Fiduciary rule, we hardly knew ya. The death knell for the DOL’s amended rule appears to be sounding this week with the expected mandate from the Fifth Circuit effectuating the vacatur of the amended rule in the case of Chamber of Commerce v. U.S. Department of Labor.
Furthermore, on May 7, 2018, in Field Assistance Bulletin 2018-02, the Department of Labor referred to the mandate in a manner that may indicate that no further action to save the amended rule will be taken by the United States. If indeed there is no appeal to the Supreme Court by June 13, 2018, then - game over. Our discussions of how we got to where we are are collected on our Fiduciary Rule Resource Page.
So where do we go from here? Some observations:
The market was already trending towards a "best interest" approach even before the issuance of the DOL’s amended rule. It is by no means certain that this trend will reverse. Some may continue to embrace fiduciary status; some may gravitate more towards approaches that proliferated before the DOL's amended rule; and some may take middle-ground approaches. However, at a minimum, the details surrounding the manner in which a customer's best interest is pursued is likely to change based on the vacatur, at least for some providers, and the risks surrounding the provision of services to retirement accounts, including ERISA plans and individual retirement account, will generally diminish dramatically.
There is the possibility that investment choices available to retirement accounts will broaden, and that costs of services may decrease. It is also likely that many of those who had generally shied away from providing services to and engaging in transactions with retirement accounts will now again be willing to deal with those accounts.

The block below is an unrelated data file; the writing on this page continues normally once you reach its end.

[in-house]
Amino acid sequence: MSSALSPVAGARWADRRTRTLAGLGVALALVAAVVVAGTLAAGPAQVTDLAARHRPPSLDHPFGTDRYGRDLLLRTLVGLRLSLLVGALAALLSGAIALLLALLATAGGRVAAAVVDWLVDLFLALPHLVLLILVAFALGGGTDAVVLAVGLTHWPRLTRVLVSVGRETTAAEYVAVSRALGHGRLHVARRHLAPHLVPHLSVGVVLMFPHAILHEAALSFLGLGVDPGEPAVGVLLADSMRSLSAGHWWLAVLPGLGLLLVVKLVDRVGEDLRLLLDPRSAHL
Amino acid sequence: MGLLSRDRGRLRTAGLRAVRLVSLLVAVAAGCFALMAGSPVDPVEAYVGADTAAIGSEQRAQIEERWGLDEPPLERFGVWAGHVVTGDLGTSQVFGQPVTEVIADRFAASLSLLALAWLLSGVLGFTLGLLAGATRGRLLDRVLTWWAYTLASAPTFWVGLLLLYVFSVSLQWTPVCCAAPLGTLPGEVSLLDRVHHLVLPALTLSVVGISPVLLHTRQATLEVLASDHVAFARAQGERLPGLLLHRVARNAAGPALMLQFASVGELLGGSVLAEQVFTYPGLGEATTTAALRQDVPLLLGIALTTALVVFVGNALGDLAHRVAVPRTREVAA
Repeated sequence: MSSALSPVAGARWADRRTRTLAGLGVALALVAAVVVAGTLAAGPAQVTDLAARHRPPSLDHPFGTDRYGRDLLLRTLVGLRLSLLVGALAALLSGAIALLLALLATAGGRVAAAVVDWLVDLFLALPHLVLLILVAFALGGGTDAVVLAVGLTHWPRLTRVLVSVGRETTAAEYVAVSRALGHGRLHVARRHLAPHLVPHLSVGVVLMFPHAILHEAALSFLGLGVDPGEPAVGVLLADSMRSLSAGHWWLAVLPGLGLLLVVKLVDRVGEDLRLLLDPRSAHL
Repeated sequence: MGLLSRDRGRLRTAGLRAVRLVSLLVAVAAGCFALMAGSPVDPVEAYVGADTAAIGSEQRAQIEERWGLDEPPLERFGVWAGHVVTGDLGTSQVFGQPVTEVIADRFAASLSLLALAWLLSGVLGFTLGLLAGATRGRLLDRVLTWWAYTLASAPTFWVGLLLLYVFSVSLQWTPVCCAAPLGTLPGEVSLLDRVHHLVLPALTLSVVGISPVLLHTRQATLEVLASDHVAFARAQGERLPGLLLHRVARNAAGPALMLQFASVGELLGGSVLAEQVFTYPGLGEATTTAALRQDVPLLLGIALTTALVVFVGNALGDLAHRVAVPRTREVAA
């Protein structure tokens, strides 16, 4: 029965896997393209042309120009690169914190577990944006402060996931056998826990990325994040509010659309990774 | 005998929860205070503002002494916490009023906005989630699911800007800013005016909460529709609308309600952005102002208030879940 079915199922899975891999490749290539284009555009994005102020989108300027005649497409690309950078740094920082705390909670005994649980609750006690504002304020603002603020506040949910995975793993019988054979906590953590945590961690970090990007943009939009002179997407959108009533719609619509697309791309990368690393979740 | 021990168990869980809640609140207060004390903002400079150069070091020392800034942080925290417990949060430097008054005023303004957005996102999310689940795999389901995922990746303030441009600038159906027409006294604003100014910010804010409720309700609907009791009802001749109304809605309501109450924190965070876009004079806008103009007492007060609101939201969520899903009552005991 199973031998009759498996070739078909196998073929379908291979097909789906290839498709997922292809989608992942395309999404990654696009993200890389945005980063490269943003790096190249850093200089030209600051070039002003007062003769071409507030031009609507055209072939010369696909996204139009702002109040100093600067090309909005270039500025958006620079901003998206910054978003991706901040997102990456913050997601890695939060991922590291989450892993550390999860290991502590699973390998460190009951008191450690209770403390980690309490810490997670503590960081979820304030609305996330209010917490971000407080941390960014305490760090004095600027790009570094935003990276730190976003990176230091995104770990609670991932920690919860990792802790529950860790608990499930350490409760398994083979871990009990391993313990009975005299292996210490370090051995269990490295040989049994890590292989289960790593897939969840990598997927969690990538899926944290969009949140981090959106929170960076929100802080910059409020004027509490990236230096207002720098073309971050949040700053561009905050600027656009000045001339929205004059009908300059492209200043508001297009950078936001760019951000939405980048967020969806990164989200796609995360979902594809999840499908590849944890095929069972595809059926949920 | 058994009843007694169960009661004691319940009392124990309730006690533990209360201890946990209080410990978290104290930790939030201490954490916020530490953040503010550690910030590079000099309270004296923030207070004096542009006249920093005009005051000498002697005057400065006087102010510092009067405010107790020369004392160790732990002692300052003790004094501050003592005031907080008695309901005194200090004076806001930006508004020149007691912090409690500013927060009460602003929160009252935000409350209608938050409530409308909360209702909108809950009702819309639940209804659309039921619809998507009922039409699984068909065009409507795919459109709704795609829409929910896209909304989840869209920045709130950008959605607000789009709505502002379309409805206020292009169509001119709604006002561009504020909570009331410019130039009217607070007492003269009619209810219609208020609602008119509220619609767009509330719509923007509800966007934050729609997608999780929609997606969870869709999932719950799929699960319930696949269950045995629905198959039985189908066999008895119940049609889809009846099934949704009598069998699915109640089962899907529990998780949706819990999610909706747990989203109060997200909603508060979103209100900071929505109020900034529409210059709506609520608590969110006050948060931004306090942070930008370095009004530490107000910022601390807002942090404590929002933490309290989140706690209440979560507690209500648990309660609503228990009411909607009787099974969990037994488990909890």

Much of the action now turns to the SEC, which, spurred on by the DOL's activity, has now focused on similar issues for all accounts (not just retirement accounts). Our initial discussion of the SEC's "best interest" and related proposals may be found in our April 2018 Newsflash, SEC Proposes Rules Addressing Broker-Dealer and Investment Adviser Standards of Conduct. Presumably, the SEC will coordinate with the DOL in the context of retirement accounts. However, it is not clear that the SEC will be able successfully to build consensus that will lead to finalization of its "best interest" initiatives, being that (if the DOL's amended fiduciary rule is dead) it is no longer the case that a failure of the SEC to act will leave the market with the DOL's amended rule.
In FAB 2018-02, the DOL has indicated that those who proceed in reliance upon the DOL’s amended rule will not be whipsawed by enforcement efforts by the DOL (or the IRS).* There are still some theoretical issues that may surround possible private-action claims in connection with services provided to ERISA plans, but these are arguably quite manageable. (The situation is even more straightforward in the case of the management of IRA assets that are not subject to ERISA, as the only risk of enforcement there would have been from the IRS.) In terms of going forward in light of the vacating of the amended rule, the DOL has indicated that additional DOL (and IRS) guidance will be forthcoming.
It is worth noting that the dismantling of a number of Obama-era regulatory initiatives is coming not from the Trump administration, but rather from the courts. Another example of a stinging rebuke delivered by the courts is the D.C. Circuit's rejection of the extension of risk-retention rules to "collateralized loan obligation" funds in the LSTA v. SEC case decided in February 2018. (See our article relating to that case, DC Circuit Court Newsflash: “Transfer” means “Transfer”.)
It appears that providers and investors may now need to consider how to move forward in the brave old world of the pre-amended fiduciary rule. (To be clear, though, as indicated above, there will be some continuing uncertainty surrounding the viability of the amended rule until the time for requesting certiorari regarding the Chamber of Commerce case has expired.)